The notion that the Higgs "gives mass" to other particles is purely theoretical and practically useless, since the Standard Model remains unable to predict what the values of those masses are. That's an element of why all the "big science" has yet to add an iota of basic insight. None of the properties that physicists can ordinarily measure directly have been predicted.
     
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    Welcome to charity research

    The previous reader is entitled to any scientific enterprise he might like, run as a private charity. The previous question was whether the U.S. government should continue paying billions of dollars a year of public money into efforts that, after about sixty years, have failed to deliver useful knowledge.

    A key decision by a Democratic Congress, reached early in the first Clinton administration, was to end funding for the SSC--then the world's largest "big science" project--as a waste of taxpayers' dollars. Since then the Energy Department has closed Fermilab and scaled down SLAC--the largest remaining "big science" laboratories in the U.S.--as fruitless, panned-out enterprises.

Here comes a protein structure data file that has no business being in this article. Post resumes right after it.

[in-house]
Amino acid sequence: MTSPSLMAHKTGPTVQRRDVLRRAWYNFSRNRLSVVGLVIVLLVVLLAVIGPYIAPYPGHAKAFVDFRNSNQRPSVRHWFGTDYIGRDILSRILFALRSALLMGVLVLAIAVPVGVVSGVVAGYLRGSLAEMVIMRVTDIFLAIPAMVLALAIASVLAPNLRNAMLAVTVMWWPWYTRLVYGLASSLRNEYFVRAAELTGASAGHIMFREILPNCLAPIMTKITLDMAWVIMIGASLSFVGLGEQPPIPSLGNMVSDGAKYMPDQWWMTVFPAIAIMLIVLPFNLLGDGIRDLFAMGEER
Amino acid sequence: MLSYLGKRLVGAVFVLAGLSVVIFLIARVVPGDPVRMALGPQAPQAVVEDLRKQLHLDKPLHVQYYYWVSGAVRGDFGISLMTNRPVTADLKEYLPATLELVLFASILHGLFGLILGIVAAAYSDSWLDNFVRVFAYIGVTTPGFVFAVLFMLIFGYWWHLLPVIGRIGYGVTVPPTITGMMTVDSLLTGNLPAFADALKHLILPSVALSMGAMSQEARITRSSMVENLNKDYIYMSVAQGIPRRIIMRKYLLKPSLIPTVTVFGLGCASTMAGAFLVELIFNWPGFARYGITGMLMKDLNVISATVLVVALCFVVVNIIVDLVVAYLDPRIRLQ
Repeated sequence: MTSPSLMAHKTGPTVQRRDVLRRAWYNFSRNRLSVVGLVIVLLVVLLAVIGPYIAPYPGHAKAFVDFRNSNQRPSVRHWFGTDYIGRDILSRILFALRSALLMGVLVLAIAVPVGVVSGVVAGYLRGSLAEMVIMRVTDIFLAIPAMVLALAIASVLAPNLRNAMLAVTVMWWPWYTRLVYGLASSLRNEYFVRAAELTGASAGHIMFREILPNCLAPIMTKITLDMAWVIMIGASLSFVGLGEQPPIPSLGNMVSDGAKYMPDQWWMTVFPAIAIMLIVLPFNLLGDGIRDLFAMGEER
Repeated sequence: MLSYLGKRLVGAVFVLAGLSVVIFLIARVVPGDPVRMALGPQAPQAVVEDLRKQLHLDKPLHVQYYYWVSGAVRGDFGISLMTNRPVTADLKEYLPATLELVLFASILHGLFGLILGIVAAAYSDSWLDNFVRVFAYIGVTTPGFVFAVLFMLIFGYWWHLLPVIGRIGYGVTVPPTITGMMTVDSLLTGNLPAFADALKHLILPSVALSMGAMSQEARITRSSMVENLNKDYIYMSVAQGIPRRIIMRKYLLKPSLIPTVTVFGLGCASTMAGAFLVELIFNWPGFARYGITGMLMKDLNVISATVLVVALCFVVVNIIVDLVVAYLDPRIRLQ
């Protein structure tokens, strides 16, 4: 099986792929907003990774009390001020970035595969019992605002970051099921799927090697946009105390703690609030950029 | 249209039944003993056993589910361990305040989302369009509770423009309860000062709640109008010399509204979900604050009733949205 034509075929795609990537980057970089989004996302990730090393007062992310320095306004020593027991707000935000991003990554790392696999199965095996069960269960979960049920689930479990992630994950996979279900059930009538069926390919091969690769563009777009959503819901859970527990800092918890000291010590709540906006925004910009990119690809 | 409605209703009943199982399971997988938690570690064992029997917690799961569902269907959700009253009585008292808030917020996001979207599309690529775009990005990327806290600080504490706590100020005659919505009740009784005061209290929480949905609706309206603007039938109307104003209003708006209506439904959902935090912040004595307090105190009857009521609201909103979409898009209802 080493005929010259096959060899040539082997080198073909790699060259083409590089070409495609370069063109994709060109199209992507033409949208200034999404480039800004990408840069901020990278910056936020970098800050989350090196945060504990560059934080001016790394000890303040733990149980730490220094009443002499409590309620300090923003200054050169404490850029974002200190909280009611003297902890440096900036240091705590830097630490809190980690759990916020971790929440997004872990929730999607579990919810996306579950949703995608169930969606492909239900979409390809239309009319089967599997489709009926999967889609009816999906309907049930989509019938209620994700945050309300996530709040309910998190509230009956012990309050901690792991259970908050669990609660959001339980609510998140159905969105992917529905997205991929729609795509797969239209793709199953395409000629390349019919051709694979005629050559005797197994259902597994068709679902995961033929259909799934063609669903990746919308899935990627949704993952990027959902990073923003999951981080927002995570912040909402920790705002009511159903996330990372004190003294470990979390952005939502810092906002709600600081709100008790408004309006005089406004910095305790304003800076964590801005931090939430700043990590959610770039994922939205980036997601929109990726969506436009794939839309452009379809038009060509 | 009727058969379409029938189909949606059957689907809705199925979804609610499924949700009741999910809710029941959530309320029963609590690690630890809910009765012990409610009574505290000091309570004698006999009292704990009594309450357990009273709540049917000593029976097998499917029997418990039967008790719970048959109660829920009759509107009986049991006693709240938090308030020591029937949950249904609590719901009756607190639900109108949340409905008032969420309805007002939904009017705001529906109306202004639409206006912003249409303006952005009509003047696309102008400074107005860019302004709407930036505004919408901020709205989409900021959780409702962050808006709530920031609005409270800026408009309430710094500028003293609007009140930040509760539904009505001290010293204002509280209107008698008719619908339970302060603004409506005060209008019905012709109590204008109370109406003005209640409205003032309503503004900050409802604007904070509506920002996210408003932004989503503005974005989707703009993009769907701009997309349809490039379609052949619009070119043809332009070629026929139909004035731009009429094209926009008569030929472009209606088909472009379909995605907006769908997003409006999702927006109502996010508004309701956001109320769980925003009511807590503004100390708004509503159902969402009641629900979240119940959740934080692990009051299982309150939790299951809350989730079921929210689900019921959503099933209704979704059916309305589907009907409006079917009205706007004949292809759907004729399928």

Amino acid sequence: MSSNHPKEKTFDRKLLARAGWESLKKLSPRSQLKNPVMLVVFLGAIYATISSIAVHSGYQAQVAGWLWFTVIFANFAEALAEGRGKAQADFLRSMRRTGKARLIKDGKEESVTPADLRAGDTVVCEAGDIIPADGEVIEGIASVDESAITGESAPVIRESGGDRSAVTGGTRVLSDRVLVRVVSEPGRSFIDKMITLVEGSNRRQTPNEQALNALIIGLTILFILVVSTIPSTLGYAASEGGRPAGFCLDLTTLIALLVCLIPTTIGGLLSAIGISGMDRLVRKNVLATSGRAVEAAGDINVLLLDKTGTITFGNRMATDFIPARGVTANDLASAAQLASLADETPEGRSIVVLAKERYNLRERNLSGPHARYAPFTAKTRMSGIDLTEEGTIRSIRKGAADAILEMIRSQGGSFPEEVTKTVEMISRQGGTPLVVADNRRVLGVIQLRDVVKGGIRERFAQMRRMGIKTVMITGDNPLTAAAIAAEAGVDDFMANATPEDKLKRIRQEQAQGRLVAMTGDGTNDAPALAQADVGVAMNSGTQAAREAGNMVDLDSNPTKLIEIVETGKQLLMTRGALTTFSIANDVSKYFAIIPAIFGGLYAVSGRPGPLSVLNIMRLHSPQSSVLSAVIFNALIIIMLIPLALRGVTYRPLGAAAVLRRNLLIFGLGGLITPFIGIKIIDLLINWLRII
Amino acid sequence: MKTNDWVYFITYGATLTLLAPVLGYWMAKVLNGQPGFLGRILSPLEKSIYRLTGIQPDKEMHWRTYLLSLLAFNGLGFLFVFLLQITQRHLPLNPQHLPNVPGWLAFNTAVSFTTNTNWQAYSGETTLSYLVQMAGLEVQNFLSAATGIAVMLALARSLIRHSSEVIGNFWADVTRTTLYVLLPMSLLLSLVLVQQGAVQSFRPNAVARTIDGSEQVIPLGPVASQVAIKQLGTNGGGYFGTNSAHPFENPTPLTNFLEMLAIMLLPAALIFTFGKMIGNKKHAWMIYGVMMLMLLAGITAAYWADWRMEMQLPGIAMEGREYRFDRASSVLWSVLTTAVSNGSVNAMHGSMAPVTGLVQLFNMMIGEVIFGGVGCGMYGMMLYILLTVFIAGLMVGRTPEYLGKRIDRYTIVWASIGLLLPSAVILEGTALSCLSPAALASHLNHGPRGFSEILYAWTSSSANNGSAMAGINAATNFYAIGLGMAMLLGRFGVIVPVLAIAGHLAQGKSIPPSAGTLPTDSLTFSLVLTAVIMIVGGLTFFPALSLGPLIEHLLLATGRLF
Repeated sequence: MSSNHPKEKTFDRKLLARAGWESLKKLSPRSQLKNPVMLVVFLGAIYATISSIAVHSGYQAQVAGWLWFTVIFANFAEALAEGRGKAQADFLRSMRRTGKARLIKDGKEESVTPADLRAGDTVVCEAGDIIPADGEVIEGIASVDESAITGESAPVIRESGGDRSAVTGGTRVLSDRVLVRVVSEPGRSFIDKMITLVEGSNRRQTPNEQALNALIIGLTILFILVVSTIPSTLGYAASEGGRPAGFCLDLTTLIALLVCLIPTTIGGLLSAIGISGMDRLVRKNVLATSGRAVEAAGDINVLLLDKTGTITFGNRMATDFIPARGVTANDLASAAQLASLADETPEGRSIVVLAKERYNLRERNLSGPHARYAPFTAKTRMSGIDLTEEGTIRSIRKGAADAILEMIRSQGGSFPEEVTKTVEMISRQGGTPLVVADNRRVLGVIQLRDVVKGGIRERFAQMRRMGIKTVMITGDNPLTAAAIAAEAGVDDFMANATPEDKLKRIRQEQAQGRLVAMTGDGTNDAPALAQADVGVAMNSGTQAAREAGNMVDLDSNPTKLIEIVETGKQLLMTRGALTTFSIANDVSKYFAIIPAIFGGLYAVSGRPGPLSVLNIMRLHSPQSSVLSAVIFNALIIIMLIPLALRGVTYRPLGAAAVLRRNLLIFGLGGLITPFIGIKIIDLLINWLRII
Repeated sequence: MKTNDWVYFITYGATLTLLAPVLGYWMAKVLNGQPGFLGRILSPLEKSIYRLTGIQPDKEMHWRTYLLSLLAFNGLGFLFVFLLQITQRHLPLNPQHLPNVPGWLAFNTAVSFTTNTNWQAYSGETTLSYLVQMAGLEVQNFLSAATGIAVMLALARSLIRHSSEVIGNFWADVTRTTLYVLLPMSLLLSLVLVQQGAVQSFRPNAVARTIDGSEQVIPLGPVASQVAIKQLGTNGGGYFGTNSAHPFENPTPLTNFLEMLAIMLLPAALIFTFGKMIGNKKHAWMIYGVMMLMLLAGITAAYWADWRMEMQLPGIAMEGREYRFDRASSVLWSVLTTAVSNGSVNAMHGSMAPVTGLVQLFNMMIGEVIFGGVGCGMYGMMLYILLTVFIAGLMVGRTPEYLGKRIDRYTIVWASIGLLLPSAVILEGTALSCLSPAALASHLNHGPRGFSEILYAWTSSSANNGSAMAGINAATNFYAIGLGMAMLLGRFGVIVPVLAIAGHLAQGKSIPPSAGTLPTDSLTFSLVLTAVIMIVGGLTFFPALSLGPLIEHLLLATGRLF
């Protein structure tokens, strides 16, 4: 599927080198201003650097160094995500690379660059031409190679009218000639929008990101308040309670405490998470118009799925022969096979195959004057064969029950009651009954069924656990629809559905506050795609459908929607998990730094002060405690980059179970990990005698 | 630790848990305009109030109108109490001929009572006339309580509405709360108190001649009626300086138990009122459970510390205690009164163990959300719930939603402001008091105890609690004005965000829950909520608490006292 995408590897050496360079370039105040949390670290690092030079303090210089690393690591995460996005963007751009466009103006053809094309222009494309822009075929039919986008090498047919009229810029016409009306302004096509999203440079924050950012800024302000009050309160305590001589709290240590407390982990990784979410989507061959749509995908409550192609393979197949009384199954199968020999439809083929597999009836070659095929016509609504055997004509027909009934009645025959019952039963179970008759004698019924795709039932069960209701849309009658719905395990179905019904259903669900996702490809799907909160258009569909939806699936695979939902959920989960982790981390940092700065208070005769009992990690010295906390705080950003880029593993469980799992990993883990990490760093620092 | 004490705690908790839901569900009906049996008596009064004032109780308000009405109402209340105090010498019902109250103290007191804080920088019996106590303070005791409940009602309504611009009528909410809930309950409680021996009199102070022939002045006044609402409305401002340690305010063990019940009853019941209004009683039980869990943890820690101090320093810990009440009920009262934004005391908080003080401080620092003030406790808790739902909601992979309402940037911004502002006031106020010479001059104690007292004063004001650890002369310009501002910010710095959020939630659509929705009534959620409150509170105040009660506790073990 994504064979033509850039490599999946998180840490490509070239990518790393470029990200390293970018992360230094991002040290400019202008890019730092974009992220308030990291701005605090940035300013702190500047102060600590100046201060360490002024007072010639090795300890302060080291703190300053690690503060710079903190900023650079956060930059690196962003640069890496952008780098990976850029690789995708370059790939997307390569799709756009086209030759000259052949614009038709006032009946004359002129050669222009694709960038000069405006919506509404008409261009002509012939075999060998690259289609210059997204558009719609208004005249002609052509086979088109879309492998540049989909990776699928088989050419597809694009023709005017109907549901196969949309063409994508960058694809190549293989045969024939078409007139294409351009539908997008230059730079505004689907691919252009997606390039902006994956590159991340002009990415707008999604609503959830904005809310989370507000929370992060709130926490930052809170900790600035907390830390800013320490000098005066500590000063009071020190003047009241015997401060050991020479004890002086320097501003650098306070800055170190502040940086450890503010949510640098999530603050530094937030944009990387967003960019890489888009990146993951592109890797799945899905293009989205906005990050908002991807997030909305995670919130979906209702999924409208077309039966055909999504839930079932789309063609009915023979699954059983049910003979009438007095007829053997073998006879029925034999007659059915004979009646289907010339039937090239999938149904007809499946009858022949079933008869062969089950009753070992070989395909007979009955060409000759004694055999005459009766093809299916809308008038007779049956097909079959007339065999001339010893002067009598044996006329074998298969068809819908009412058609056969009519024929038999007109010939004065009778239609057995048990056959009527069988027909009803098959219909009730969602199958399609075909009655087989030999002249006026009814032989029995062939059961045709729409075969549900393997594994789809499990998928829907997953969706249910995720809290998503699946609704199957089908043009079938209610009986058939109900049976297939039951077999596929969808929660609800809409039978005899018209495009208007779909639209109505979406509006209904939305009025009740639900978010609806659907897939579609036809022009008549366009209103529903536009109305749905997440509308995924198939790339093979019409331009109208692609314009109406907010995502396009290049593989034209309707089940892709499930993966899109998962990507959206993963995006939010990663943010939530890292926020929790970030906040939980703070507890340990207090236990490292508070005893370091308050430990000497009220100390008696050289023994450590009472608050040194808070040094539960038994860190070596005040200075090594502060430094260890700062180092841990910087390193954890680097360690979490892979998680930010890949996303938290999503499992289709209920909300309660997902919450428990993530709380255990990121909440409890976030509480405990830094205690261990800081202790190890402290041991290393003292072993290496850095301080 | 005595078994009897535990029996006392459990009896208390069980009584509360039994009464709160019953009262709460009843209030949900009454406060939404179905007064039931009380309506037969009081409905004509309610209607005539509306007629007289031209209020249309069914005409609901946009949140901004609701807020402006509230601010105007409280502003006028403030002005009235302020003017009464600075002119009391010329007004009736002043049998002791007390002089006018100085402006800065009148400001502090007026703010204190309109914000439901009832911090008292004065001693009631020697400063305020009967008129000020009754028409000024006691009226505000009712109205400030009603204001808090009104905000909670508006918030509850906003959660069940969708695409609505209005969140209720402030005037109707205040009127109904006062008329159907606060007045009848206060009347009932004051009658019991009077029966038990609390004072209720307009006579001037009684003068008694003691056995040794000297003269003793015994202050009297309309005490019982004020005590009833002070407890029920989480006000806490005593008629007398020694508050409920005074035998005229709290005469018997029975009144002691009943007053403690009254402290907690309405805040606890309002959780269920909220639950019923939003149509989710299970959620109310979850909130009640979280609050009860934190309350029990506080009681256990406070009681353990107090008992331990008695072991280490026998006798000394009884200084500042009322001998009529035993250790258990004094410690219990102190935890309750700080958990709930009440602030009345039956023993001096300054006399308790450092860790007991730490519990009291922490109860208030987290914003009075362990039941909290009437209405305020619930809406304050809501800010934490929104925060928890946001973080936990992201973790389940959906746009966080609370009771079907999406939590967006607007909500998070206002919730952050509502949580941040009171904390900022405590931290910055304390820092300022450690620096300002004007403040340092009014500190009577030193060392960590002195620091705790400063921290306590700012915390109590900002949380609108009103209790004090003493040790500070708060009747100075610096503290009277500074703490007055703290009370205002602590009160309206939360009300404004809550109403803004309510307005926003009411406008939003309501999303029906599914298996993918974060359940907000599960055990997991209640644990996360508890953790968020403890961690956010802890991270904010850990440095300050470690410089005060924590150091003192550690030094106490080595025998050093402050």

Currently the NSF is funding a small amount of new work but gives it relatively low priority, compared to projects likely to contribute visibly to public benefit. In South Dakota, T. Denny Sanford, owner of First Premier Bank, put up a fund of $70 million, as a private charity, to finance advanced physics research being conducted at the former Homestake Mine deep underground site.